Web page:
In last week’s Democratic National Convention, Joe Biden and Kamala Harris passed the character test.
Now as Trump rolls out his virtual convention, they must ace the agenda test. They need to argue the case for the bold agenda that this country desperately needs, and challenge Trump for his policy failures.
The Democratic National Convention focused on the character test. Speaker after speaker contrasted the decency of Joe Biden against what Trump’s own sister called the “phoniness” of Donald Trump, a man she said of “no principles, none.”
The convention introduced Kamala Harris to the country, highlighting her remarkable journey from the child of immigrants, the student at Howard University, California attorney general and senator to the presidential ticket. Jill Biden demonstrated her commitment to family and to teaching.
The convention displayed the character of the party—its diversity, its inclusiveness, its concern for justice. In powerful presentations, Michelle and Barack Obama made the case about why Trump is just not up to the job of president, particularly in a time of crisis. “It is what it is,” as Michelle concluded.
"In the immediate short-term, Trump’s catastrophic mismanagement of the pandemic must be replaced by a comprehensive national strategy to get the pandemic under control so lives are saved and the economy can start up again." That left little time to address the agenda. It’s not that it does not exist. The Democratic platform—largely a product of the task forces put together by Biden and Bernie Sanders—details a broad, progressive agenda for change. Biden’s own web page and speeches over the course of the nominating process have presented elements of his program. But no one but political junkies read party platforms, and few probe candidate websites. It is now up to Biden and Harris to lay out their case—and contrast it with Trump’s failed administration.
The priorities are clear. In the immediate short-term, Trump’s catastrophic mismanagement of the pandemic must be replaced by a comprehensive national strategy to get the pandemic under control so lives are saved and the economy can start up again.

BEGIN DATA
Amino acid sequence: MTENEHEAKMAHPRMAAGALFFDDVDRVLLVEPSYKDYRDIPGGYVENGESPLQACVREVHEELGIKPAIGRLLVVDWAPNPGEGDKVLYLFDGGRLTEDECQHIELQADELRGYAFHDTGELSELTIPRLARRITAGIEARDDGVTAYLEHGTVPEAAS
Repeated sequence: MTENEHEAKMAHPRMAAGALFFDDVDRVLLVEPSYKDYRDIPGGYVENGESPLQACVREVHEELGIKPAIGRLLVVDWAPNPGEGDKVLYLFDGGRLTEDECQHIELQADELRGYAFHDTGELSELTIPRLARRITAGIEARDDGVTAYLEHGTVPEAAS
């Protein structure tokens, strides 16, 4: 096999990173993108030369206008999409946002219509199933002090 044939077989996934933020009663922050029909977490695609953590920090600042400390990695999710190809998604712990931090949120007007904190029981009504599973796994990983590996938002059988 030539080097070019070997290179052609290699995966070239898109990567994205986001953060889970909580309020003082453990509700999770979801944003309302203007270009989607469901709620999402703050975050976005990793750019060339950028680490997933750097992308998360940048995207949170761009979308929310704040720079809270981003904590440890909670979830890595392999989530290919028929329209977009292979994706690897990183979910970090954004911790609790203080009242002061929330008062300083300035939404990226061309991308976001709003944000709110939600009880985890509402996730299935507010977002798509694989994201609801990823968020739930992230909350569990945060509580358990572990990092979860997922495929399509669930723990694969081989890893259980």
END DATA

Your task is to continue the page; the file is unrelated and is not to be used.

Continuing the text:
The 30 million people who have been forced onto unemployment—disproportionately lower wage workers, disproportionately Black and Hispanic—need immediate assistance. Trump and the Republican Senate stood in the way of the needed rescue package, objecting to continuing the $600 a week enhancement to unemployment insurance, aid to the U.S. Postal Service to manage the expected surge in voting by mail, aid to cities and states facing massive layoffs of police, teachers, transit workers and more after their budgets were busted by the economic collapse and the costs of dealing with the pandemic.
Already another round of layoffs is expected, and 20 to 30 million families are threatened with eviction or foreclosure in a pandemic. Schools are struggling with reopening without the resources needed to pay for the protections health officials say are necessary. Yet Trump and McConnell refused even to meet Democratic House leaders halfway to get a bill done.
In the longer run, major changes are needed to make this economy work for working people.
We need a bold initiative to rebuild America’s infrastructure and make it sustainable, a transition to renewable energy to fend off already costly climate change and create millions of good jobs.
"In the longer run, major changes are needed to make this economy work for working people." We need major investment in science and technology so America can regain its lead in innovation and job growth. We need a new trade strategy and industrial policy that rebuilds good jobs at home, ensures we make essential products here in the U.S., and demands a balanced playing field from China and other countries that trample trading rules.
At the same time, we need to ensure that workers gain a fair share of the profits and productivity that they help generate. Biden has promised to lift the minimum wage to $15 an hour. We need to empower workers to organize and crack down on labor rights abuses by corporate managers. The economic bill of rights for essential workers should be detailed and readied for passage. Paid family leave and sick leave is vital. Affordable, high-quality child care essential for working parents and their children.
The health care gap must be closed, with affordable health care for all guaranteed. The education gap must be closed, with resources for public schools from pre-K through college. Biden has promised tuition-free education for all students whose families earn less than $125,000 a year in contrast to Trump’s lack of concern for the burden mounting student debt. The wealth gap must be addressed, with progressive taxes helping to reverse the extreme inequality that now threatens our democracy.
We must address the constitutional right to vote. The right to vote should be protected, with restoration of the Voting Rights Act, automatic voter registration, expanded vote by mail and early voting, an end to partisan gerrymandering, and limits on big money in politics. Biden should support the constitutional amendment to guarantee the right to vote in America.
The systemic racism built into our criminal justice system must be redressed. Equal pay for women should no longer be an issue.
The priorities are many. Biden and Harris must be aggressive in putting forth their agenda, explaining its import and defending its elements. Trump has already made it clear that his campaign will be based on lies and libels about the Democratic agenda. He has already called Biden the “puppet of the radical left,” who wants to “defund the police “and “abolish the suburbs.” He’ll burlesque the Democratic agenda across the country. It is vital that Biden and Harris argue their case. If they do, there is no question that they will ace the agenda test that Trump has already failed. They have little more than two months to get that done.